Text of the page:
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This article is written by Anurag Singh from ILS Law College, Pune. This is a comprehensive article that critically analyses the law of war.  

Introduction

Only the dead have seen the end of the war.”

– George Santayana 

Since the beginning of mankind, humans have resorted to violence to settle disagreements. Therefore, the suffering surrounding the violence has been immense ever since. Moreover, just like the advancements in all aspects of life, violence has also been right up there. Earlier, people used to fight with swords to acquire the lands of other kings. Then, the discovery of gunpowder and guns was witnessed, and later with increasing wars all around the globe, there was a need for better resources that’s when nuclear weapons were established. However, with so much violence around through the ages, the ones that suffered and continue to suffer the most are civilians and those who are incapable to fight. Therefore, some people have restored to limit the brutality of the war. This humanitarian spirit led to the formation of the ‘Law of war’ or as we commonly know them as International Humanitarian Law (IHL).   

Objective of International Humanitarian Law

Wars are fought between countries to achieve a purpose or to resolve disputes. Therefore, the major object of the humanitarian laws is to achieve the purpose and not cause unnecessary destruction to human life. Moreover, this initiative of less destruction to human life is achieved by limiting the war amongst the soldiers and not attacking civilians or non-competent in the war. Furthermore, treating every person in the war with humanity regardless of which side they are on. For example, humane treatment for prisoners of war and wounded or sick soldiers.  

Difference between International Humanitarian Law and Human Rights Law   

IHL and international human rights law are complementary bodies of international law that share some common aims. Both IHL and human rights law strive to protect individuals’ lives, health, and dignity. However,  people often confuse the two with each other but they both have a different meaning and apply to different sets of people. Let’s understand this. 

IHL applies to situations where armed conflict is involved, whereas when we talk about the international human rights law it applies to peacetime activity as well as armed conflict. Therefore, it will be safe to say that, IHL talks about treating the non-combatants with humanity during a situation of war. However, the international human rights law deals with treating everyone with basic human dignity at all times.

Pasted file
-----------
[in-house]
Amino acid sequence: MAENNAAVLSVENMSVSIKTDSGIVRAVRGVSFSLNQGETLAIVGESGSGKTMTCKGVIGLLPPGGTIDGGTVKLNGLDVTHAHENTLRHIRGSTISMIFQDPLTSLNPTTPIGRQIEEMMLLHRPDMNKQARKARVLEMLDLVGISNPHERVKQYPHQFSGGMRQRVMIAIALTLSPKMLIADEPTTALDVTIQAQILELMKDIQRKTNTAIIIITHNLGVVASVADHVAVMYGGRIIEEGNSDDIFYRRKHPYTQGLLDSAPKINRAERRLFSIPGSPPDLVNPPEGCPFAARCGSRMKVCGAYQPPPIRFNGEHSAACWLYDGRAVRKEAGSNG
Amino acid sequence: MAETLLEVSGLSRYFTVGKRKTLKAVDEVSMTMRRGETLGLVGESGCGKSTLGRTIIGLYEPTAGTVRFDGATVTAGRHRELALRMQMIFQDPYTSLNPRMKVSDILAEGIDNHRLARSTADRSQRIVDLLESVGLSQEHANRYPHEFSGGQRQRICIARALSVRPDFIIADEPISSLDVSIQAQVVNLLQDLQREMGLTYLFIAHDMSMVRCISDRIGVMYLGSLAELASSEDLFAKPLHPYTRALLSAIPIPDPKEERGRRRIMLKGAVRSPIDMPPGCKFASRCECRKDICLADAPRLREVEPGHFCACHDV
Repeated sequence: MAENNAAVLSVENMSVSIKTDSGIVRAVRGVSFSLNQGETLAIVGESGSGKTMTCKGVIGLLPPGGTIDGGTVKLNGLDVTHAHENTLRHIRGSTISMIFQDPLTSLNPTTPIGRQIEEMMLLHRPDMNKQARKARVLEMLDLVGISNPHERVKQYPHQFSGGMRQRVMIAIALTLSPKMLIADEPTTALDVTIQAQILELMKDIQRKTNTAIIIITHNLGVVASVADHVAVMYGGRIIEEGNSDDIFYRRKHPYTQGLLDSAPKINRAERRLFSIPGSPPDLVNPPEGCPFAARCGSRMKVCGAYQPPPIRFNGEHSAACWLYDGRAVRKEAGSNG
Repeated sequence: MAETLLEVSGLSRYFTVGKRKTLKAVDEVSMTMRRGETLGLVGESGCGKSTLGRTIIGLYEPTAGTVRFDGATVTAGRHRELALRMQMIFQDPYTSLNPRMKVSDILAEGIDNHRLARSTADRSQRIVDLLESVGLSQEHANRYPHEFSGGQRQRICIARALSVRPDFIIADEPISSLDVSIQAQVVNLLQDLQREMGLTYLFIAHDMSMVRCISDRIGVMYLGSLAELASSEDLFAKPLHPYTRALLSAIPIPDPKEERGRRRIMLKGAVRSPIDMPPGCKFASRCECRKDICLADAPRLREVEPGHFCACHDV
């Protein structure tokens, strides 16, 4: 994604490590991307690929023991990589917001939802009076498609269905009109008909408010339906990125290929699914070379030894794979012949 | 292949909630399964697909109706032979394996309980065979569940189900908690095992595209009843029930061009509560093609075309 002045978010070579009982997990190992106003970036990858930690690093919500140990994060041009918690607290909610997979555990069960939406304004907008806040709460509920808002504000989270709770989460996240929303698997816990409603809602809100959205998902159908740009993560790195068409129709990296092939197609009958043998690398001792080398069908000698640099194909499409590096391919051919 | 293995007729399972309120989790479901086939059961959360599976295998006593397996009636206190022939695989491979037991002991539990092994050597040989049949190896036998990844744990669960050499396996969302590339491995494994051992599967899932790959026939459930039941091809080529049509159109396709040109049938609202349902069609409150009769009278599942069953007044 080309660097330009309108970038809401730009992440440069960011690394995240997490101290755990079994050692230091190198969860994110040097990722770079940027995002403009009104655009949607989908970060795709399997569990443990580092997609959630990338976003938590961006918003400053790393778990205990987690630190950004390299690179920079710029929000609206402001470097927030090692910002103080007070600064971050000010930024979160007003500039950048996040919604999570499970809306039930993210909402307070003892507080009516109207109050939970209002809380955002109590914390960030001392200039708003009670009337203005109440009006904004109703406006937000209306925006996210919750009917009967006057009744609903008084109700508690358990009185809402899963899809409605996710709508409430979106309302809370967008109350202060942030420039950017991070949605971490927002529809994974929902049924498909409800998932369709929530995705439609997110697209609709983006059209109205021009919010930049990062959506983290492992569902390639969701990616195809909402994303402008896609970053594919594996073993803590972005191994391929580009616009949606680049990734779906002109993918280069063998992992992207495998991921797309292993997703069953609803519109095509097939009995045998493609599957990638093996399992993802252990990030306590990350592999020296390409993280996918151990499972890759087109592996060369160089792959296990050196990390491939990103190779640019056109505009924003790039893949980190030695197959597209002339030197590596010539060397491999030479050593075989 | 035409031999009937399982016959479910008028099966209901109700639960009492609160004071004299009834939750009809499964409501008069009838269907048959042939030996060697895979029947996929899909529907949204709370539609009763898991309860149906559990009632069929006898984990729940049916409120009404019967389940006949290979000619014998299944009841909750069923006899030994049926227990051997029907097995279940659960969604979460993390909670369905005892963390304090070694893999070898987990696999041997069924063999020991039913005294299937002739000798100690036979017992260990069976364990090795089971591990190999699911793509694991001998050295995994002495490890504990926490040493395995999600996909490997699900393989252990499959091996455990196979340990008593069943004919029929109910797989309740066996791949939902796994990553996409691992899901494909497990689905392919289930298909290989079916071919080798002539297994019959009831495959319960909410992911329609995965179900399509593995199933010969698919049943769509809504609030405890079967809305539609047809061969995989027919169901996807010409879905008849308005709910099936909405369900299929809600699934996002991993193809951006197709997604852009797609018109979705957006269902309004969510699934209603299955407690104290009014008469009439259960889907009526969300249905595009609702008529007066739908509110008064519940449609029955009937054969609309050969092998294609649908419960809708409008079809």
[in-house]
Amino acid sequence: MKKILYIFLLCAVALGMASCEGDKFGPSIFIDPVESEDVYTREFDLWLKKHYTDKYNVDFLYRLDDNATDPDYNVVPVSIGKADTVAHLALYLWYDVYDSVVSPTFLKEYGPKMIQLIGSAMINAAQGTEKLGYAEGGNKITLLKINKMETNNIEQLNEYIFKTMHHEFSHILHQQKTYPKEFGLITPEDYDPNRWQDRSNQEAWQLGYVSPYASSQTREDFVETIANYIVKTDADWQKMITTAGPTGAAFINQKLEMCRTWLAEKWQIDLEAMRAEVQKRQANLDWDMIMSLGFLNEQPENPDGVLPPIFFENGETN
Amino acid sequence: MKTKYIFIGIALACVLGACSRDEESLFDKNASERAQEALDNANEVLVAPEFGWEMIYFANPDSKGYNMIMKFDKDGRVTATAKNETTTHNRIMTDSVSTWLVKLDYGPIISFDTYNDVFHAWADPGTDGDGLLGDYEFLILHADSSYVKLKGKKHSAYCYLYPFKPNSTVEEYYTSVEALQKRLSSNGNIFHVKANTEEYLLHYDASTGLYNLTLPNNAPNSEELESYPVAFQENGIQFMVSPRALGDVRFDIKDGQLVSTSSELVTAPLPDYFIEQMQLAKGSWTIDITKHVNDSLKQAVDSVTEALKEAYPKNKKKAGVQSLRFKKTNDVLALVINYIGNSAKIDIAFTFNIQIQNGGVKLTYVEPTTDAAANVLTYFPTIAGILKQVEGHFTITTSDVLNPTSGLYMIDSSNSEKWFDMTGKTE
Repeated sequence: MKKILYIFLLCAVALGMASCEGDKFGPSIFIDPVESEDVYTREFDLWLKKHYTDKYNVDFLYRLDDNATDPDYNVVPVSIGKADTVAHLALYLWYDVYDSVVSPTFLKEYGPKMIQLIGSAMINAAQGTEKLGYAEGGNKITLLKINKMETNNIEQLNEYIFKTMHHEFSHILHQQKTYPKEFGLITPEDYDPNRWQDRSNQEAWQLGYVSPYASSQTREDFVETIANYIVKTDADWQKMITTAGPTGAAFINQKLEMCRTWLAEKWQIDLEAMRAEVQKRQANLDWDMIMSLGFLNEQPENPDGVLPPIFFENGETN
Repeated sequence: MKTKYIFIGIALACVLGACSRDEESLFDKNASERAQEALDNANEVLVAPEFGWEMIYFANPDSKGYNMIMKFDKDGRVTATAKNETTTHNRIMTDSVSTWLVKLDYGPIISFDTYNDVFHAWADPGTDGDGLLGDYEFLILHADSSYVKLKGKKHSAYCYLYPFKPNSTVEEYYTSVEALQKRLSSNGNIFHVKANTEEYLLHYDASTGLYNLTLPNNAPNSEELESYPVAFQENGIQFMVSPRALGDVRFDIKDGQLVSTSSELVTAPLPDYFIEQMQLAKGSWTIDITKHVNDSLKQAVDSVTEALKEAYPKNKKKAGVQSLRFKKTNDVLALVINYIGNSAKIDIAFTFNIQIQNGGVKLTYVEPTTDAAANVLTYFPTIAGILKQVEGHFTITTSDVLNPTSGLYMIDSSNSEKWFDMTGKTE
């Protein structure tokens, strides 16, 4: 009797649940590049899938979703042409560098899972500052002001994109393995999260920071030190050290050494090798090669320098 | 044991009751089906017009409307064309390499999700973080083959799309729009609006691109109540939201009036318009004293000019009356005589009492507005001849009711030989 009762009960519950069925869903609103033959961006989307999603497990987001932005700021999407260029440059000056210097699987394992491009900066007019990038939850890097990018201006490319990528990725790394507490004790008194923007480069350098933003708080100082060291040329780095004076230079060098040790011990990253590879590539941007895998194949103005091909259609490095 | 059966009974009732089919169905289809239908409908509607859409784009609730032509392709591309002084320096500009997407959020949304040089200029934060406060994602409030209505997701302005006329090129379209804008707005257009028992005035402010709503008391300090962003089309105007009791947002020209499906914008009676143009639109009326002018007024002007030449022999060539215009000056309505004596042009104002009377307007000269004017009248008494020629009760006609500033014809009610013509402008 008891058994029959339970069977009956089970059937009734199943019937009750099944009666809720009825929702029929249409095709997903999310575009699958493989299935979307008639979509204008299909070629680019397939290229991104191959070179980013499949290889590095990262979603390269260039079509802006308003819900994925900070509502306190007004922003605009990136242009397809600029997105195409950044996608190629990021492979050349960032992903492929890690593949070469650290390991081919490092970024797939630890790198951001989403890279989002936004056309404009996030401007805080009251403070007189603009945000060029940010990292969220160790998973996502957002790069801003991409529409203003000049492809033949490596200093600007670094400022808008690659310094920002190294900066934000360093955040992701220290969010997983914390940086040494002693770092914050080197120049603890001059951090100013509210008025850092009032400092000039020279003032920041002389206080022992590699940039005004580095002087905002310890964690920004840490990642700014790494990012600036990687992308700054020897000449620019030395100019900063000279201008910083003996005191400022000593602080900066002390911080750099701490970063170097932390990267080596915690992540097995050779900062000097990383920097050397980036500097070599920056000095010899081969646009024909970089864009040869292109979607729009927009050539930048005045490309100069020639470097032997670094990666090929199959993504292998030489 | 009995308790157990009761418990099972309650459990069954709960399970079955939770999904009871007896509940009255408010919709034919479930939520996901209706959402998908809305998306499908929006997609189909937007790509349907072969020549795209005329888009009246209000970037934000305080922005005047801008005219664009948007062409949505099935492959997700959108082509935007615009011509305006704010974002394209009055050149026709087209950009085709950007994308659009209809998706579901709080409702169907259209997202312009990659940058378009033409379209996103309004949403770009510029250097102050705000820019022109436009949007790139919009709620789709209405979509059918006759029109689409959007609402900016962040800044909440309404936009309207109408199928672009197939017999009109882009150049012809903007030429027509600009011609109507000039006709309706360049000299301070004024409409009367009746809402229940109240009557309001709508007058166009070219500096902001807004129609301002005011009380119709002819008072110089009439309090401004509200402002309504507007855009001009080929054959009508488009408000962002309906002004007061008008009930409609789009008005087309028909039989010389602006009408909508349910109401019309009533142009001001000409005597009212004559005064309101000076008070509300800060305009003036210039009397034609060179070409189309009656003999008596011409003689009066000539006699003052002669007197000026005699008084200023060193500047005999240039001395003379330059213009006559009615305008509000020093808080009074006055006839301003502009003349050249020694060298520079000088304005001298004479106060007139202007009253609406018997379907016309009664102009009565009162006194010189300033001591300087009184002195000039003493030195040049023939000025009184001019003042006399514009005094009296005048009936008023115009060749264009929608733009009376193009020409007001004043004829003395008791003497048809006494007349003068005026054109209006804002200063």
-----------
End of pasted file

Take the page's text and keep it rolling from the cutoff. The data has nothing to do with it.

Another major difference between the two is their geographical application. It is evident that the IHL applies to situations of war, therefore, the countries party to the war will be under the ambit of these laws. However, human rights laws apply to all persons within the jurisdiction of a state. Therefore, the IHL has an extraterritorial jurisdiction limited to the countries of war whereas the human rights law has unlimited extraterritorial jurisdiction.  

Difference between jus in bello and jus ad bellum

Jus in bello and jus ad bellum are two major ingredients for countries that are going to indulge in armed conflict. The latter talks about whether the countries may resort to war or not. The right to war is discussed under jus ad bellum. Moreover, it not only talks about the prohibition but the exceptional conditional under which the countries can go to war.  

However, the former talks about the condition after the war has been declared. Therefore it is crystalline that it governs the laws on how the state conducts the war. It seeks to minimize suffering in armed conflicts, notably by protecting and assisting all victims of armed conflict to the greatest extent possible. It is essential to note here that IHL is a part of jus in bello and it aims to protect both parties irrespective of any circumstances.

Roots of international law of war